Sambawan Island’s selling point is similar to Isla de Higantes’ Cabugao Gamay: it has a vantage point where you can see the whole island. This island in Maripipi, Biliran is beautiful in a lot of ways. I traveled solo yet again, and my Sambawan memories were composed of swimming in its marine sanctuary, drinking tuba (coconut wine) with the stewards, and staying in a local’s home for a night in Maripipi. [READ: Reaching Sambawan through Kind Hearts]

How to get there:

From Manila, fly to Tacloban. Bus to Naval, Biliran where you can ride a passenger boat to Maripipi Island. From Maripipi, ride a habal-habal (a passenger motorcycle) to Brgy. Ol-og, the jump-off point to Sambawan Island.

Capul Island, Northern Samar

An island that has its own language is a fitting description for Capul Island in Catarman, Northern Samar. It might not have a wide shore, but its people and rugged terrain could hold you captive. I spent most of my hours in the grassland by the lighthouse, looking at the cows grazing nearby, eavesdropping to a group of young Capul-anons’ conversation (although I could not understand a single word), listening to the waves’ hissing by the cliff, and basking in the beauty of the afternoon light. [READ: Gimata: the Word that Stays: an essay on Capul Island]

How to get there:

From Cebu, fly to Tacloban or ferry to Ormoc and then take a van/bus to Tacloban. Bus to or ride a van to Catarman, where the boat to Capul Island is docked.

Calicoan Island, Eastern Samar

Calicoan Island is part of Guiuan, the place where the SuperTyphoon Yolanda made her first landfall. Three years after, this place is still under rehabilitation. But it should not stop any travelers from coming here. Tidal pools, long stretch of white-sand beaches, oceanic swells, and intimate coves all for yourself are some of the thrills waiting for any traveler daring to visit this place.

How to get there:

From Manila, fly to Tacloban and ride a van or a bus to Guiuan. From there, take a jeep to Sulangan. Budget accommodations are only available in the town center. Resorts by the beach are still underconstruction.

Digyo and Mahaba Islands, Southern Leyte

Digyo, pronounced as digjo, is part of Cuatro Islas (Four Islands) off the coast of Inopacan, Southern Leyte. I have heard there are now cottages you can rent for the whole night. But three years ago, we brought our own tents, hammocks, ukulele, cooking utensils, and two-days worth of water supply.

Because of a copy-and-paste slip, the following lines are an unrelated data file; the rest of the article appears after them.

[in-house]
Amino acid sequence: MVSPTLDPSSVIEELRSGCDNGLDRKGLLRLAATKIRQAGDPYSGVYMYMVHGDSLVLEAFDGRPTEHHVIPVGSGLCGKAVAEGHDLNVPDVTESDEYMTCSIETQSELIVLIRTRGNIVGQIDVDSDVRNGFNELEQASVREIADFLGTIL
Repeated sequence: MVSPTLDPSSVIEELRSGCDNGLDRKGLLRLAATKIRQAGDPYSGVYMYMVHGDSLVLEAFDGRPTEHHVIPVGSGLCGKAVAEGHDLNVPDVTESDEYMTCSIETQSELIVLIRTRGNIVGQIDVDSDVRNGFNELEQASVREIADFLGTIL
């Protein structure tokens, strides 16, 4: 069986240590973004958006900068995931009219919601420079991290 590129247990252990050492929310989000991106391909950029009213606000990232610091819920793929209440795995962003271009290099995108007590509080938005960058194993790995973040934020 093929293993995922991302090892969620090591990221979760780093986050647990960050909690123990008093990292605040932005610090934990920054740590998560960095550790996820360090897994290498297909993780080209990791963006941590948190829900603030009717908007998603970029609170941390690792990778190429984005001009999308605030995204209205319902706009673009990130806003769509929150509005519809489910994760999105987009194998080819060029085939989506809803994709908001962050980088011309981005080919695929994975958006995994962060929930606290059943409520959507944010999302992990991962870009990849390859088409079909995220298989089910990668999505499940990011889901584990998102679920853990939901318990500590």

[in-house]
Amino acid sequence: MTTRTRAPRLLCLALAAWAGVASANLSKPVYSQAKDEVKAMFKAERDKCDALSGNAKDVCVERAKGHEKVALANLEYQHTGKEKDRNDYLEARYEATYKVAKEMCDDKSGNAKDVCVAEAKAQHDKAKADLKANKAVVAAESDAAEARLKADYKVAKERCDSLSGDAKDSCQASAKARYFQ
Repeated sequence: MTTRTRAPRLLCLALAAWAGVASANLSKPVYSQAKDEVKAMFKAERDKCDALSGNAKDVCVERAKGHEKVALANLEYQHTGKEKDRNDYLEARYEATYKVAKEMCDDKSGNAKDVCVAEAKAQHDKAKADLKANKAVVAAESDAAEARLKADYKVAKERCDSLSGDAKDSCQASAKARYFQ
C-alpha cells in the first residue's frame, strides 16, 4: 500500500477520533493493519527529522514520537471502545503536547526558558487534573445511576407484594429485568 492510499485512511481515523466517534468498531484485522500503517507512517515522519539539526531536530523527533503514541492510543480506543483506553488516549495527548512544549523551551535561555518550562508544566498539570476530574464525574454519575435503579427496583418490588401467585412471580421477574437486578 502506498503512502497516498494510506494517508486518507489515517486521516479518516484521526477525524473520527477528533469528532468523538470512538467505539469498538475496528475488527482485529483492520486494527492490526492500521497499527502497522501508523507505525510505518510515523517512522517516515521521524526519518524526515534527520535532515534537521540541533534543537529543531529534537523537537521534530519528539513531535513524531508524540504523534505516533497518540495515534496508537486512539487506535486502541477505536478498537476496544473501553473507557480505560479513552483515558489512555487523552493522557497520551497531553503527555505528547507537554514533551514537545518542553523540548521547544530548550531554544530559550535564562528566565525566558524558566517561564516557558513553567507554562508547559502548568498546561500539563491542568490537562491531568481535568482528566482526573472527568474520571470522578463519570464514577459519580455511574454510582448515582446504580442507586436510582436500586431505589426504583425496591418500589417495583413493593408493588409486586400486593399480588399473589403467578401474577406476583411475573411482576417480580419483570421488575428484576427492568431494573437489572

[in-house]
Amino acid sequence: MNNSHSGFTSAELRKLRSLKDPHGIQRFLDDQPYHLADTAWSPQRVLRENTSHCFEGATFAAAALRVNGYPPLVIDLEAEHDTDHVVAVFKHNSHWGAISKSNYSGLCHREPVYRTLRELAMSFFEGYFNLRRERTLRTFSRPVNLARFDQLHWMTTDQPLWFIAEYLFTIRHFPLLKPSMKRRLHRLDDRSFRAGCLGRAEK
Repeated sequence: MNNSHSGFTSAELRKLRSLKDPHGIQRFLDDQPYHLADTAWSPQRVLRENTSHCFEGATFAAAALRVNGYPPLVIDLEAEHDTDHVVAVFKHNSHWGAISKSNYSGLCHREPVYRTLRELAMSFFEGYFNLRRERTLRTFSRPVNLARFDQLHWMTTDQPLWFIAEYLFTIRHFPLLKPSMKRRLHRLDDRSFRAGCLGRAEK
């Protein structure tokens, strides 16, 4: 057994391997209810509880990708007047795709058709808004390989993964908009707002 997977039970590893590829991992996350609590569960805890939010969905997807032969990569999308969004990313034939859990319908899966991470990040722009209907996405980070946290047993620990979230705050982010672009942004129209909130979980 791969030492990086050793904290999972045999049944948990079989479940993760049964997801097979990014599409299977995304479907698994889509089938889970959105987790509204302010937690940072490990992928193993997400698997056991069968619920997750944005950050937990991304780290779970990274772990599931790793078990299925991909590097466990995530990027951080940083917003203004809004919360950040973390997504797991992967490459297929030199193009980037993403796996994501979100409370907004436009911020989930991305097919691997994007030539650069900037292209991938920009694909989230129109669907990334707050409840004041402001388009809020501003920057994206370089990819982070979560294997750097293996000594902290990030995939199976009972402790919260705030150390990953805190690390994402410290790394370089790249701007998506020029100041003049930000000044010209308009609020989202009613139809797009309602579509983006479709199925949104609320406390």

How to get there:

From Manila, fly to Tacloban and bus to Southern Leyte. From Cebu, hop on a ferry to Babay, Leyte and bus to Inopacan.

CABUGAO GAMAY, ISLA DE HIGANTES is one of the places I want to visit again. Check my list here.

CABUGAO GAMAY, ISLA DE HIGANTES is one of the places I want to visit again. Check my list here.

There is solace by traveling solo [READ: Alone, Not Lonely]. There is a lot of laughter and fun by traveling with friends. Either way, may you find or make your own version of these remote islands in the Visayas. When you hesitate, always remember there is kindness everywhere.


REMEMBER: These are all small islands. Please let us be extra mindful with our waste management. I shared this list with all the hopes that they would not be trashed.


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Jona | Backpacking with a Book

Hi, I'm Jona! I write stories and poetry and take a lot of photos, which I'm too lazy to upload. If you want to receive some photos that I don't share here on the blog, please leave your email here. I'm crazy about cats too. Feel free to browse through BWAB, and I would love it if you say hi! For collaborations, projects, and other things, please email me at backpackingwithabook@gmail.com For more stories about BWAB, check here. Connect with us through

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4 Comments

  1. Roselle says:

    Hi Ms.Jona! I always love reading your blogs. Among the travel blogs that I read, yours is one of my favorites. Your vivid description of the places you’ve been to makes me want to go there, too. Looking forward to more of your blogs.

  2. […] Photo from: http://backpackingwithabook.com/eight-remote-islands-visayas-philippines-stay-off-grid/#sthash.7SQ3o… […]

  3. […] been to some remote islands in the Philippines. Some have become popular now, some remain quiet and elusive to mass […]